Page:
Step 3: The next step is to present the passage as a whole. For readings, this simply involves you reading it for them. You shouldn’t slow down too much at this stage, as you are modeling fluent reading for your students. This means you want to read as a skilled reader would: like you are talking. As you model fluent reading for your students, they should be following along in their books with their fingers.
Step 4: As with dialogues, the next step with passages and short stories is to do a choral drill, then a choral reading. Remember that you want to get your students rereading the same thing a number of times until their fluency has improved. However, this can become boring for your students. Let’s look at a couple of ways to turn a boring choral reading into something your students will enjoy:

Correct the Teacher - This is essentially the same concept as Correct the Teacher for listening practice, except that we are now using it to make choral reading a bit more interesting. As you read along with the students, they are listening for you to make a mistake. When you make a mistake, the students need to identify a) what you said, and b) what you should have said. Always reread the sentence in which you made a mistake, and avoid making too many mistakes, as it will make the choral-reading go for much longer. Students love this game, and pay a lot more attention than they otherwise would during the choral reading.

Funny Reading - This activity is a great way to turn a boring choral reading into something your students will enjoy, and simply involves replacing words within the passage with a funny word. You may decide that any word beginning with ‘b’ will be replaced. You may decide that all nouns will be replaced. You may decided that a character’s name will be replaced. Once you have decided which words you will be replacing, you then decide on the word that you will replace those words with. How much your students enjoy this activity isn’t dependent upon which words you choose to replace, but the word you replace them with. Choices like ‘monkey’, ‘kiss’ and ‘ugly’ will have your students enjoying what would otherwise be a boring reading. However you should try to replace words with the same kind of word. For example if you are replacing verbs, you should try to choose a verb to replace them with. This activity works best with higher level students, and when reading paragraph by paragraph rather than sentence by sentence. As such you should always have done at least one choral reading sentence by sentence before you do this.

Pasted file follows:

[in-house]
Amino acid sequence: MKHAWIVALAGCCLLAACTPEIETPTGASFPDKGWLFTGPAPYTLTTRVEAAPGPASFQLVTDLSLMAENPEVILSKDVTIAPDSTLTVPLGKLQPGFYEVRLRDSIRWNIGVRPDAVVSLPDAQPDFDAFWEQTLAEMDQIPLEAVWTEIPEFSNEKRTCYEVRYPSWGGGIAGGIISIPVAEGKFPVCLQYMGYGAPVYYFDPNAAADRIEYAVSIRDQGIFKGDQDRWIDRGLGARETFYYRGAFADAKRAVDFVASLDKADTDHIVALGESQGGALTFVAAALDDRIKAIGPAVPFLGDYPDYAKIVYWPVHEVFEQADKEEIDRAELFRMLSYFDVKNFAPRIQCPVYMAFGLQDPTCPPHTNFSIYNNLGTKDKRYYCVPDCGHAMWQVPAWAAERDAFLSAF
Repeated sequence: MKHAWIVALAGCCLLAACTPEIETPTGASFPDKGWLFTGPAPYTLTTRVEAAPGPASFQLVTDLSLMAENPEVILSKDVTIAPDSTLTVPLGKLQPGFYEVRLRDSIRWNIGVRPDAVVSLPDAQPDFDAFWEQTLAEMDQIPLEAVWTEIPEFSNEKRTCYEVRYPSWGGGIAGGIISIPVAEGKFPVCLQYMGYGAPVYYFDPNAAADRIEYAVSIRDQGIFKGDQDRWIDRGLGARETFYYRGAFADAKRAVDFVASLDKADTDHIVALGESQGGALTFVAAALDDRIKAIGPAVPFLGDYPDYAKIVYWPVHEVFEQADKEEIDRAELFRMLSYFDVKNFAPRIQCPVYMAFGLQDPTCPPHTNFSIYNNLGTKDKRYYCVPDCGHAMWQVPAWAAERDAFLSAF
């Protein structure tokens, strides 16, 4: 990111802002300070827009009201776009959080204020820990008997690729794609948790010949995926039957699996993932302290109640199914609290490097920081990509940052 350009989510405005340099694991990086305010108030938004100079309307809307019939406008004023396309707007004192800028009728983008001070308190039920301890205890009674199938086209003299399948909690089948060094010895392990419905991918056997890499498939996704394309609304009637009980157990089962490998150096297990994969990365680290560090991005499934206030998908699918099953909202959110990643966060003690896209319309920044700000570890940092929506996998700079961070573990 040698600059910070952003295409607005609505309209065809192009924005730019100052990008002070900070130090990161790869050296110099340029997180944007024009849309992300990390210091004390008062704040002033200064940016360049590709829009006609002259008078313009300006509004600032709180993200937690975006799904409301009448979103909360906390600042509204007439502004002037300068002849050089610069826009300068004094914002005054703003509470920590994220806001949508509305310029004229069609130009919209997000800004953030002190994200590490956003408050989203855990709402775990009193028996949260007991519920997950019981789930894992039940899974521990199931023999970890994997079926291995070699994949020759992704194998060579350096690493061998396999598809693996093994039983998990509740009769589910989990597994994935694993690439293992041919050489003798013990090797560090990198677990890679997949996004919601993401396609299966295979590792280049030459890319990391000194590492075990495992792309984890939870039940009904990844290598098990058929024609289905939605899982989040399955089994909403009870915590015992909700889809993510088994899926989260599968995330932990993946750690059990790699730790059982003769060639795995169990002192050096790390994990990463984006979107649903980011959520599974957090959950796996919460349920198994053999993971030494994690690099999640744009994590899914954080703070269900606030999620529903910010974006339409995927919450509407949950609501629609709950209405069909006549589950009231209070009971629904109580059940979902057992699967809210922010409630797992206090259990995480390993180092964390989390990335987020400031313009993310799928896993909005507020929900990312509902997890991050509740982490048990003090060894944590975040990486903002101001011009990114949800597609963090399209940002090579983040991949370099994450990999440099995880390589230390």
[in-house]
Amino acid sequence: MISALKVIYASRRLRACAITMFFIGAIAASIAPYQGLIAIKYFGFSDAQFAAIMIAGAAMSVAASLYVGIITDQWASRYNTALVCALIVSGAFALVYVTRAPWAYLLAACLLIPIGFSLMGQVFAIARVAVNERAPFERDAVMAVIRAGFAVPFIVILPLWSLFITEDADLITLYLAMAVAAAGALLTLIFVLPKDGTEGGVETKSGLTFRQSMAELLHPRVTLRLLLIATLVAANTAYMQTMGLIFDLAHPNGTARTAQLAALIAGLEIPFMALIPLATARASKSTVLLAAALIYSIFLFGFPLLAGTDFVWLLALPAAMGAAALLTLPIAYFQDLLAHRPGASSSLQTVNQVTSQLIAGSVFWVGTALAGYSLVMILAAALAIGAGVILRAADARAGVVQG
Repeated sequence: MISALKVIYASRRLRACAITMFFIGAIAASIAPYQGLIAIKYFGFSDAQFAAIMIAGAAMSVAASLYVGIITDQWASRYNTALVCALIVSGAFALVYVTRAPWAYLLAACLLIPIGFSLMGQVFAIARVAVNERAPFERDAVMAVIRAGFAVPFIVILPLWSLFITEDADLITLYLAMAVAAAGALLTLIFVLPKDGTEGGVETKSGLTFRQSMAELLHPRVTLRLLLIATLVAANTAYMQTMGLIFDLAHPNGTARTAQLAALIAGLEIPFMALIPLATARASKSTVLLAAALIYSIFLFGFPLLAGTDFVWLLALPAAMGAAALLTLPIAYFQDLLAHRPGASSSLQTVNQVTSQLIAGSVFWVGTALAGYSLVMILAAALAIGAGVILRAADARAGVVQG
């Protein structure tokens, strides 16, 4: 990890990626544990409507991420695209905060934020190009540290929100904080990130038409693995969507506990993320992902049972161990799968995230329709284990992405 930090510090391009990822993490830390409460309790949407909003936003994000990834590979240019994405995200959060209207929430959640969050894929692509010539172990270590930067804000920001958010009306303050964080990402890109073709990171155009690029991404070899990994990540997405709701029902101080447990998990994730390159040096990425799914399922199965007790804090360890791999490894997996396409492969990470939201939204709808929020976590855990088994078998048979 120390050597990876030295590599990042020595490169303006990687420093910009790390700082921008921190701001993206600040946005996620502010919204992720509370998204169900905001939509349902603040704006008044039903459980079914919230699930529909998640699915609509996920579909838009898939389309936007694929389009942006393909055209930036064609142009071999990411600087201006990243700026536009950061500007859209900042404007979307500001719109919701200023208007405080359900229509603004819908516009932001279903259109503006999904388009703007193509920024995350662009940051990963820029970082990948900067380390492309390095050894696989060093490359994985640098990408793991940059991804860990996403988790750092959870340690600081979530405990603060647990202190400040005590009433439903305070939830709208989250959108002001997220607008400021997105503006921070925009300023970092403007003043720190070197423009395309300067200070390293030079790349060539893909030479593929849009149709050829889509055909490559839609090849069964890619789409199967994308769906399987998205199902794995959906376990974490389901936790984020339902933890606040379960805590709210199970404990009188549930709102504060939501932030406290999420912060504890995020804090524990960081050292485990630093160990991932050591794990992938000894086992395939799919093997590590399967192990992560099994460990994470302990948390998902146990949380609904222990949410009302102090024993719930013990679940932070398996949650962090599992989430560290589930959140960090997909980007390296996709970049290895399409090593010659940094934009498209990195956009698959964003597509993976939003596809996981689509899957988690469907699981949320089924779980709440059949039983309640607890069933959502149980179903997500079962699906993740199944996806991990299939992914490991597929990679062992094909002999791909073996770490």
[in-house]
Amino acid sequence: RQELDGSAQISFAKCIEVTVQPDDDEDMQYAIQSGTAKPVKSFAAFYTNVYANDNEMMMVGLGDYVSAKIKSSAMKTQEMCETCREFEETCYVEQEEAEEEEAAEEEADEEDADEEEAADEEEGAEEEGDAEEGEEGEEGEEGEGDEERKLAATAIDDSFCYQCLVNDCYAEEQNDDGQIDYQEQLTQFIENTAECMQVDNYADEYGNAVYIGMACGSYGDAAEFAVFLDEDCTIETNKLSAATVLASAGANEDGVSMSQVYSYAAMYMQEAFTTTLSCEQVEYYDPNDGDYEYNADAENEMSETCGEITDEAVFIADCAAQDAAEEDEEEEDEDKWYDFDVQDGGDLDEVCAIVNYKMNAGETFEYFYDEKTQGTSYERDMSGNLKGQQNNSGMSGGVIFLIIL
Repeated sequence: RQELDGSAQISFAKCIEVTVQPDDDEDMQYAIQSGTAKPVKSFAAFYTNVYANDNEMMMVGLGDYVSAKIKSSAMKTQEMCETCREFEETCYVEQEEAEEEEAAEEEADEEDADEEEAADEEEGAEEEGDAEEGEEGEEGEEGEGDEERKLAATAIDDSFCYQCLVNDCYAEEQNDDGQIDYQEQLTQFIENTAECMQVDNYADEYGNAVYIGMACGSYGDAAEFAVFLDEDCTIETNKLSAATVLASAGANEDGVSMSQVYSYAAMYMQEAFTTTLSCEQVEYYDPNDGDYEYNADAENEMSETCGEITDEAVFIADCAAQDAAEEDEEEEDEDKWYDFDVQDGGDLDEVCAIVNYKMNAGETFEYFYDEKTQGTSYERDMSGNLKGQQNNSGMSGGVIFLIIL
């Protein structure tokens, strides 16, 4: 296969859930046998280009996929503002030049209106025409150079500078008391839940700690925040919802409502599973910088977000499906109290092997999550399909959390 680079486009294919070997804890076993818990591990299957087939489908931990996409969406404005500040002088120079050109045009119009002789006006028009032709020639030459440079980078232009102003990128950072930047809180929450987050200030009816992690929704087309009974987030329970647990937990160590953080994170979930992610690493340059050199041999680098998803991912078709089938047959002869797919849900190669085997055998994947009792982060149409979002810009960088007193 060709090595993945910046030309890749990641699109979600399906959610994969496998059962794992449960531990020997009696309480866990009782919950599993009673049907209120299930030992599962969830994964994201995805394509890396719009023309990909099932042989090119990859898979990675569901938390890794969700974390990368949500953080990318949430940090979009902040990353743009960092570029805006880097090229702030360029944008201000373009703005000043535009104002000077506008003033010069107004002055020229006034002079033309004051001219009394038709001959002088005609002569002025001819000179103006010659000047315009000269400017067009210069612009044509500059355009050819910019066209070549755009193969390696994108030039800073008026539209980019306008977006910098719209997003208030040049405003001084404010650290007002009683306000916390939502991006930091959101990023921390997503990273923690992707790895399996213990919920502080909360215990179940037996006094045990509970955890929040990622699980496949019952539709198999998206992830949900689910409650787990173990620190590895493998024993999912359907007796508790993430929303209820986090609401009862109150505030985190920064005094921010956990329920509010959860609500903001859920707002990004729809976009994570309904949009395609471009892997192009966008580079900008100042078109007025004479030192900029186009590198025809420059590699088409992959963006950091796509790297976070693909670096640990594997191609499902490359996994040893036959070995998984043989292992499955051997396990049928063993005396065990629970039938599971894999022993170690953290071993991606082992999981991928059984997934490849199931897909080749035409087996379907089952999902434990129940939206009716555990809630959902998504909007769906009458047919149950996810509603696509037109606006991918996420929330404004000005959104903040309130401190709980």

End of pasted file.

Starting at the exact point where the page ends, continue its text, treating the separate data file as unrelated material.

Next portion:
Step 5: The aim of reading practice is not just to increase fluency. Once you have done a choral reading you should check your students comprehension of what you have just read. Some ways to check comprehension include:

• Simply asking questions - This is the easiest way to check comprehension of what you have just read. If your scoring and reward systems are good, you will have no shortage of hands in the air when you ask a question. To make this a little more interesting, you can have the students ask each other questions. Remember to ask specific questions, not something like 'Do you understand?'

• Worksheets/ exercises in the textbook - Instead of asking the students questions, you may wish to give them a handout or have them complete the exercises in their book. These may include a number of questions to answer, charts to fill in, pictures to draw etc. It is always better to have the students use their textbooks rather than print out worksheets and waste paper. Remember that parents like to see the textbook being used.